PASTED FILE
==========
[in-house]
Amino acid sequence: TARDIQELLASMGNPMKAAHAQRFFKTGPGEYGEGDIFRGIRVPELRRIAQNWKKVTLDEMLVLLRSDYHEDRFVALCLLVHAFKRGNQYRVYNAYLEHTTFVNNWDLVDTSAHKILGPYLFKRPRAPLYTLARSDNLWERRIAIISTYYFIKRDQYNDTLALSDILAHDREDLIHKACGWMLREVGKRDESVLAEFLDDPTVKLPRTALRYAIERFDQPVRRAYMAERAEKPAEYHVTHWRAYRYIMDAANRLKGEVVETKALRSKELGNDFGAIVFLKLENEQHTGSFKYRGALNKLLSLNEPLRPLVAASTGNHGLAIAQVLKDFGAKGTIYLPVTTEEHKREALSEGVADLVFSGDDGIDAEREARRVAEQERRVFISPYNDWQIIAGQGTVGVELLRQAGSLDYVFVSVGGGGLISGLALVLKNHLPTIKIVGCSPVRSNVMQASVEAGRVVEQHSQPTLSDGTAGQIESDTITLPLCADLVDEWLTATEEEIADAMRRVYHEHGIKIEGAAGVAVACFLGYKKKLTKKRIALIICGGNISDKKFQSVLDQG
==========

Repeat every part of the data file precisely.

[in-house]
Amino acid sequence: TARDIQELLASMGNPMKAAHAQRFFKTGPGEYGEGDIFRGIRVPELRRIAQNWKKVTLDEMLVLLRSDYHEDRFVALCLLVHAFKRGNQYRVYNAYLEHTTFVNNWDLVDTSAHKILGPYLFKRPRAPLYTLARSDNLWERRIAIISTYYFIKRDQYNDTLALSDILAHDREDLIHKACGWMLREVGKRDESVLAEFLDDPTVKLPRTALRYAIERFDQPVRRAYMAERAEKPAEYHVTHWRAYRYIMDAANRLKGEVVETKALRSKELGNDFGAIVFLKLENEQHTGSFKYRGALNKLLSLNEPLRPLVAASTGNHGLAIAQVLKDFGAKGTIYLPVTTEEHKREALSEGVADLVFSGDDGIDAEREARRVAEQERRVFISPYNDWQIIAGQGTVGVELLRQAGSLDYVFVSVGGGGLISGLALVLKNHLPTIKIVGCSPVRSNVMQASVEAGRVVEQHSQPTLSDGTAGQIESDTITLPLCADLVDEWLTATEEEIADAMRRVYHEHGIKIEGAAGVAVACFLGYKKKLTKKRIALIICGGNISDKKFQSVLDQG